Homemade Chicken Stock

I love winter and playing in the snow – I always have. I was about 5 years old in this photo and it looks like I’m enjoying myself. I distinctly remember that hat! It was navy blue with a big white pouf and a big red pouf on the side. It also looks like I was using someone else’s gloves – those don’t seem to fit me very well.

Chicken Stock

Playing in the snow can leave you so cold and wet, you need something warm when you come inside. One of the best parts of playing in the snow is coming back inside to the warm and toasty house and a hot bowl of soup.

I finally decided to try to make my own Homemade Chicken Stock since I seem to use a lot of it every winter, and frankly, the stuff you buy isn’t that flavorful. I found this recipe in Ina Garten’s cookbook, Barefoot Contessa Foolproof  (you can find the book here). Actually, I needed some stock for soup and I didn’t have any in the house. I did have most of the ingredients to make the stock, so I decided to try it. I’ll just type out the recipe here instead of copying it – I did make some changes.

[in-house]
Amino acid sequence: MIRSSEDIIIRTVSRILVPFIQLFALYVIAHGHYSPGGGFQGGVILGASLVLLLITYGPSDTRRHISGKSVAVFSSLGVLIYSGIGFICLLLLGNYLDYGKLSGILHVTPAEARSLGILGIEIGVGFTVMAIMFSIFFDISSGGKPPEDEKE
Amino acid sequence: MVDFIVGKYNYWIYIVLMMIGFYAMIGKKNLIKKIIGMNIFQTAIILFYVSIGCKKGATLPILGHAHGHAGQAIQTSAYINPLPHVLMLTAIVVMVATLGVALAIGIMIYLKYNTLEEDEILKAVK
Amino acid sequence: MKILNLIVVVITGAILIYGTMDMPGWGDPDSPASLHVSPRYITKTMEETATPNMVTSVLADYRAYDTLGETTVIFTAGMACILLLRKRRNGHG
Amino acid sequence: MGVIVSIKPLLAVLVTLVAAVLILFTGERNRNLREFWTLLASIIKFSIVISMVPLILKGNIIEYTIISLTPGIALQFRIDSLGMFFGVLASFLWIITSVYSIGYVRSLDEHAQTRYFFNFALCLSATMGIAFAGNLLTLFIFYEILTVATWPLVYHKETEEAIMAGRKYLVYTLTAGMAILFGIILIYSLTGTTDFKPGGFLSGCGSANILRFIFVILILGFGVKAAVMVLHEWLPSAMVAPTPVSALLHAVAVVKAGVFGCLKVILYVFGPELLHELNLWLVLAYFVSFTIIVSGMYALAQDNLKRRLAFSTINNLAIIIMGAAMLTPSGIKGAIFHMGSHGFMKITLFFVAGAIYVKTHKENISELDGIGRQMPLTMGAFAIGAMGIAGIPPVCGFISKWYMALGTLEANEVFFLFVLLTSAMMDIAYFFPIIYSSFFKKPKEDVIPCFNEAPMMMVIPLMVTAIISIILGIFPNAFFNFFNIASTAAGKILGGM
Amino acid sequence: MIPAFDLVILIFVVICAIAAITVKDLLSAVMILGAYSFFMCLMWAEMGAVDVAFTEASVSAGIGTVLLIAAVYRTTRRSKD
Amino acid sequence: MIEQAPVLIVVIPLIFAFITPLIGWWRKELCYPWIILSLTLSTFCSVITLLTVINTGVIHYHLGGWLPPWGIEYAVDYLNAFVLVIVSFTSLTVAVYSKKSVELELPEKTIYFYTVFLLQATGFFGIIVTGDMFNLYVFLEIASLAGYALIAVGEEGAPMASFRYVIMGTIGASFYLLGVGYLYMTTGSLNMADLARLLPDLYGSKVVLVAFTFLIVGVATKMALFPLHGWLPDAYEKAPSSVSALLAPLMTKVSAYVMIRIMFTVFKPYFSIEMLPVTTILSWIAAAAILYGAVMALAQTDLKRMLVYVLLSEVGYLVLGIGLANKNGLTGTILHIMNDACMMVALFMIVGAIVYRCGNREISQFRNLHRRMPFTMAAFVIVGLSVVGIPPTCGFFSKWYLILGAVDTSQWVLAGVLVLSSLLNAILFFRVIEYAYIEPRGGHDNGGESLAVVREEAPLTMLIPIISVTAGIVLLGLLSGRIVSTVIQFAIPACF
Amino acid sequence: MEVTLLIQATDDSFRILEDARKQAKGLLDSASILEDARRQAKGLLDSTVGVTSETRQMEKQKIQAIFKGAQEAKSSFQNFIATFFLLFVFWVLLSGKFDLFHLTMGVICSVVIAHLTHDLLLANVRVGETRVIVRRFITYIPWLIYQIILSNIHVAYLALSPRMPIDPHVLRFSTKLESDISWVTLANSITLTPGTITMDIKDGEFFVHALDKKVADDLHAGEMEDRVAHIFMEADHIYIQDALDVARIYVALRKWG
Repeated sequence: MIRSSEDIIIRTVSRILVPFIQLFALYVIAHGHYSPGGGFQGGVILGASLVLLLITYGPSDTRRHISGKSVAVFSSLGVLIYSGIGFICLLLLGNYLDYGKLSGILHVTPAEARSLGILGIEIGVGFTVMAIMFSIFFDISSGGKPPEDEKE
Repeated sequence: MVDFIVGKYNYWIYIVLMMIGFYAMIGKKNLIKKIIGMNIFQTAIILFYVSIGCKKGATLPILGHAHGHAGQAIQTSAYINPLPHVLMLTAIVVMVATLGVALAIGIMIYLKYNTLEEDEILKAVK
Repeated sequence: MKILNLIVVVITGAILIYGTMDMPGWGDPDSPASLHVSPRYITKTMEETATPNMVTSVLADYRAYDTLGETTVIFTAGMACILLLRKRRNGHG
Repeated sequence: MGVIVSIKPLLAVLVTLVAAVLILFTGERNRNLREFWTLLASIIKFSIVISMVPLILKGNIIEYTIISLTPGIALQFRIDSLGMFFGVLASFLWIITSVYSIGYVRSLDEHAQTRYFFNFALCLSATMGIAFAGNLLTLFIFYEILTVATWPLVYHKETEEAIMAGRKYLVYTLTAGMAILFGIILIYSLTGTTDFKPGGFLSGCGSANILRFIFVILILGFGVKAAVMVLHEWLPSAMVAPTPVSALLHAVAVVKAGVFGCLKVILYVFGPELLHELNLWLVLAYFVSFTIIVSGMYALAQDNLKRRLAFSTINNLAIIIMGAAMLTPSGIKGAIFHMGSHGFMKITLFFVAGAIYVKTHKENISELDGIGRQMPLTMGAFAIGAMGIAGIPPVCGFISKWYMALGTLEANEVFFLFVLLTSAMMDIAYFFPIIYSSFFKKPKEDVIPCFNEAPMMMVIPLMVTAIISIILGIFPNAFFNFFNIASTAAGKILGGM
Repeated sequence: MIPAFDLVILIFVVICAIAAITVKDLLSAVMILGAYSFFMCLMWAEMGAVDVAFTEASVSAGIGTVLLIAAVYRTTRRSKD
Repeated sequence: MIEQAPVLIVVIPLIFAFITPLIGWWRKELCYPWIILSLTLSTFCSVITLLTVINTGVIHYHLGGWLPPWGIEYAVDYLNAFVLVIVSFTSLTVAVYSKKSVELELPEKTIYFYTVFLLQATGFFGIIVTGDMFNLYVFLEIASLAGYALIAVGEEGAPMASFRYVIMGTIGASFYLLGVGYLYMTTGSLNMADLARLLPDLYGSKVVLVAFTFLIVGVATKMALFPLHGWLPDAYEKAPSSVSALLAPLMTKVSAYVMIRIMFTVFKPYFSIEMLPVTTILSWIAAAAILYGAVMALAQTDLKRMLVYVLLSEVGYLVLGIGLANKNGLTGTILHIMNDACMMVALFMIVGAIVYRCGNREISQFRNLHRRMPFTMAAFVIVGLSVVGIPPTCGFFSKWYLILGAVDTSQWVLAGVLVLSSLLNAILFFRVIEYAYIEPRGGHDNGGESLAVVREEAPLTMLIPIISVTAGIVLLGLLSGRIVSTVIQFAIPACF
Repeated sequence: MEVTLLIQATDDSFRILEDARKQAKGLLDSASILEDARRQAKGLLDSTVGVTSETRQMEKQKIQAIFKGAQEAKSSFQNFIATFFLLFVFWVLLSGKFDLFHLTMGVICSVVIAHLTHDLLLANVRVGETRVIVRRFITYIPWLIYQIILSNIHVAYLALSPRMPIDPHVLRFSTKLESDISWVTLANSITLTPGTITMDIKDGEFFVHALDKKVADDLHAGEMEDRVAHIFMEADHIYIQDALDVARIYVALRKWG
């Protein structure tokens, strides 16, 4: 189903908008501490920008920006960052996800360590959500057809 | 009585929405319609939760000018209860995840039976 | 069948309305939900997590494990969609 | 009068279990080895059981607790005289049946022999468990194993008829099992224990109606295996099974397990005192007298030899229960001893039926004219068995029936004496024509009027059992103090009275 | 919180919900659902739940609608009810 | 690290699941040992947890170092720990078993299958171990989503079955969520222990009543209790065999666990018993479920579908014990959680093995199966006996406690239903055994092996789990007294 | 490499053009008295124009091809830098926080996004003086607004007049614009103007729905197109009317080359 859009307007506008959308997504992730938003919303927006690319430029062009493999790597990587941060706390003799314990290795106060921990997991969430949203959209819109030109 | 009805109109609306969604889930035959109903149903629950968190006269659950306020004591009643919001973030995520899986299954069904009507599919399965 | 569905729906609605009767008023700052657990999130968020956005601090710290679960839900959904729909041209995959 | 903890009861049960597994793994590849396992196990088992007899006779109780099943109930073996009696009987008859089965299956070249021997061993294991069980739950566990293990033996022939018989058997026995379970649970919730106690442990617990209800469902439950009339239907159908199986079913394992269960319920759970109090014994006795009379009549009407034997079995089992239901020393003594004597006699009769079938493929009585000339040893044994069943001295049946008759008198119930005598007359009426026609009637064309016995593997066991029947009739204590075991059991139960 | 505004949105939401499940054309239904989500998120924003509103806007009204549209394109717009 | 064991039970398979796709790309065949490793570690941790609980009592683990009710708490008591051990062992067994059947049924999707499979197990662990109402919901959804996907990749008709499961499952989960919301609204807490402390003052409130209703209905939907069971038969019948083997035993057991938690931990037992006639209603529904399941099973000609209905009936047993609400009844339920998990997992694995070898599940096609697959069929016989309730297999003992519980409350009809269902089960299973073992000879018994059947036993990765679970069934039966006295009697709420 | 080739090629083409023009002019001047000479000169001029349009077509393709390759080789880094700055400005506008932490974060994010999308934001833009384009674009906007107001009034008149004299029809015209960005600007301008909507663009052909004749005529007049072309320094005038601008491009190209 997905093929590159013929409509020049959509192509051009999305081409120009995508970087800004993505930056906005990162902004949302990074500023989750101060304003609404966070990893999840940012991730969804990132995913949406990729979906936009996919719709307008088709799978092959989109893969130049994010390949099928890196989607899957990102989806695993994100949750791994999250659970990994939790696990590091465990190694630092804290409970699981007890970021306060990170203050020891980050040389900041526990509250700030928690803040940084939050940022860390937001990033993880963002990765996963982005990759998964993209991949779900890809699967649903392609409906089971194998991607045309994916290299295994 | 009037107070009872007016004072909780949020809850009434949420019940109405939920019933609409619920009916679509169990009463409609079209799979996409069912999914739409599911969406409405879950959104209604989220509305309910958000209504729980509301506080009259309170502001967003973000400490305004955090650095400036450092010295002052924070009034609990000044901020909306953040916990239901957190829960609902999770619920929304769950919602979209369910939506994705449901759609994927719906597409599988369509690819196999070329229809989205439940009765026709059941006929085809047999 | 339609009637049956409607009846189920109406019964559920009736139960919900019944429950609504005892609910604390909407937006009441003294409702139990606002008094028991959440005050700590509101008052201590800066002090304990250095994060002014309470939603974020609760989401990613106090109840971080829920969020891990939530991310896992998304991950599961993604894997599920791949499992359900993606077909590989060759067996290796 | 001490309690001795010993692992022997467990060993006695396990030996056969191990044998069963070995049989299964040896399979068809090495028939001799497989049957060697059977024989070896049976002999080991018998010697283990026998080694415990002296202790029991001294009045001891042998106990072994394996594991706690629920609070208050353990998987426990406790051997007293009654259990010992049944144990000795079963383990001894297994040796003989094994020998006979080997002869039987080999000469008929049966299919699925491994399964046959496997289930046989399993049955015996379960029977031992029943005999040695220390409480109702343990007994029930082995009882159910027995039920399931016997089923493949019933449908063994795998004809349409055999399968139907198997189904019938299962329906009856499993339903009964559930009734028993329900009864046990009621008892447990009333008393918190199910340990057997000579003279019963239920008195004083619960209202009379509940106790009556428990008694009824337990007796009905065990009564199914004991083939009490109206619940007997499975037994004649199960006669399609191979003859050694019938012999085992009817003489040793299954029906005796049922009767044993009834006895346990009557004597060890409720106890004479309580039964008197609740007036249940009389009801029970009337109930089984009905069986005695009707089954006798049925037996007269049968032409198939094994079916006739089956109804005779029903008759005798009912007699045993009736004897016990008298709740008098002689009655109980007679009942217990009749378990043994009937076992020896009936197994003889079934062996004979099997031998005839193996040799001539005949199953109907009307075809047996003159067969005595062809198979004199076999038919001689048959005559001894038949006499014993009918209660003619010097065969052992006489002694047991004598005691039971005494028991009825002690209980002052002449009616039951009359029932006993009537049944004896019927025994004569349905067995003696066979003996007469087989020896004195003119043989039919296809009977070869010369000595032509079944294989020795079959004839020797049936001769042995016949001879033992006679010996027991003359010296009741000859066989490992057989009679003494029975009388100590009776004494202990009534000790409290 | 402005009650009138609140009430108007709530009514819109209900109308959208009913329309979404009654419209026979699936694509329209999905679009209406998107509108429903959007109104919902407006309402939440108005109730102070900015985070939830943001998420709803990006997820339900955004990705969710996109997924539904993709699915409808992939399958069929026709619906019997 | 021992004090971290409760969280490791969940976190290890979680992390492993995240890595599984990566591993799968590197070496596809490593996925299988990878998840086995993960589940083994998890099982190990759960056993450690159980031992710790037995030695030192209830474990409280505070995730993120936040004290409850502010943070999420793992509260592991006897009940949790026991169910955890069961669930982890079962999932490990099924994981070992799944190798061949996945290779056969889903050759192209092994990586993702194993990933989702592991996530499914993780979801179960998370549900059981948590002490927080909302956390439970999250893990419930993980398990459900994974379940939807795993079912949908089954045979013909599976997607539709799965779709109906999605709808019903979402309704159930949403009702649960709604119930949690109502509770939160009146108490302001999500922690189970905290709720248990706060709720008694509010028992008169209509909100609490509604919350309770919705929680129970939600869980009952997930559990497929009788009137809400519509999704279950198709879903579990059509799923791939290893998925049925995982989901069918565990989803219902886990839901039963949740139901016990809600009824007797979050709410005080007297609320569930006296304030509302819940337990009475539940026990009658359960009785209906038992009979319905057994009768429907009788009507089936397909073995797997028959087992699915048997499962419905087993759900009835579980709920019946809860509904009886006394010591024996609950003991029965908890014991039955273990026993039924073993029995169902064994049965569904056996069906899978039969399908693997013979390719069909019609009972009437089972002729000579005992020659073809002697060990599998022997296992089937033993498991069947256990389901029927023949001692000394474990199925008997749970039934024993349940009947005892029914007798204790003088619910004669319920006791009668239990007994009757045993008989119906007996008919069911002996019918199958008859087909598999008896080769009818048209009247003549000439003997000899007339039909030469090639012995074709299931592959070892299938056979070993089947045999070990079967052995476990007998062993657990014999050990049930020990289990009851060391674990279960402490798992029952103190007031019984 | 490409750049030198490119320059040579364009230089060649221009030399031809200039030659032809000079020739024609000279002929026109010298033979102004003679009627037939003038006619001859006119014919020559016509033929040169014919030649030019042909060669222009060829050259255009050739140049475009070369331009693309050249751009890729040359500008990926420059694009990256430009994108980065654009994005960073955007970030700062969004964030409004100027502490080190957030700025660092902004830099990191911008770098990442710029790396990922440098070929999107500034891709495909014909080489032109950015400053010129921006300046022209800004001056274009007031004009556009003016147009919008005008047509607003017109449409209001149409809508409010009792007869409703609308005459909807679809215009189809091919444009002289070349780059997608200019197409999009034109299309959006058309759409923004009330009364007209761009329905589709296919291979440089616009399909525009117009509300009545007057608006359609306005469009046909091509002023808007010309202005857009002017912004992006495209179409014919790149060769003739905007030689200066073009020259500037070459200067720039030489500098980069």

Here is the recipe as I made it:

Homemade Chicken Stock

Put into a large stockpot:

1 package of chicken legs (cheaper than whole chickens, and only chicken I had)

2 yellow onions, unpeeled and quartered

4 carrots, unpeeled and halved crosswise

1 head garlic, unpeeled and cut in half crosswise

6 sprigs of dried thyme (from my summer garden)

1 Tablespoon kosher salt

1 teaspoon black peppercorns (not ground)


5 quarts of water

Bring to a boil.

Lower heat and simmer uncovered for 4 hours, skimming off any foam that comes to the top.


Strain through a colander (she says to throw away all the solids, but I have a hard time throwing all that chicken).

Pack the liquid in quart containers and refrigerate or freeze for up to 4 months.

(Ina used more fresh herbs and parsnips in her recipe, neither of which I had, so I didn’t use them. This is also a smaller batch than her recipe. I got 2 quarts of stock, plus what we used for soup the night I made it.)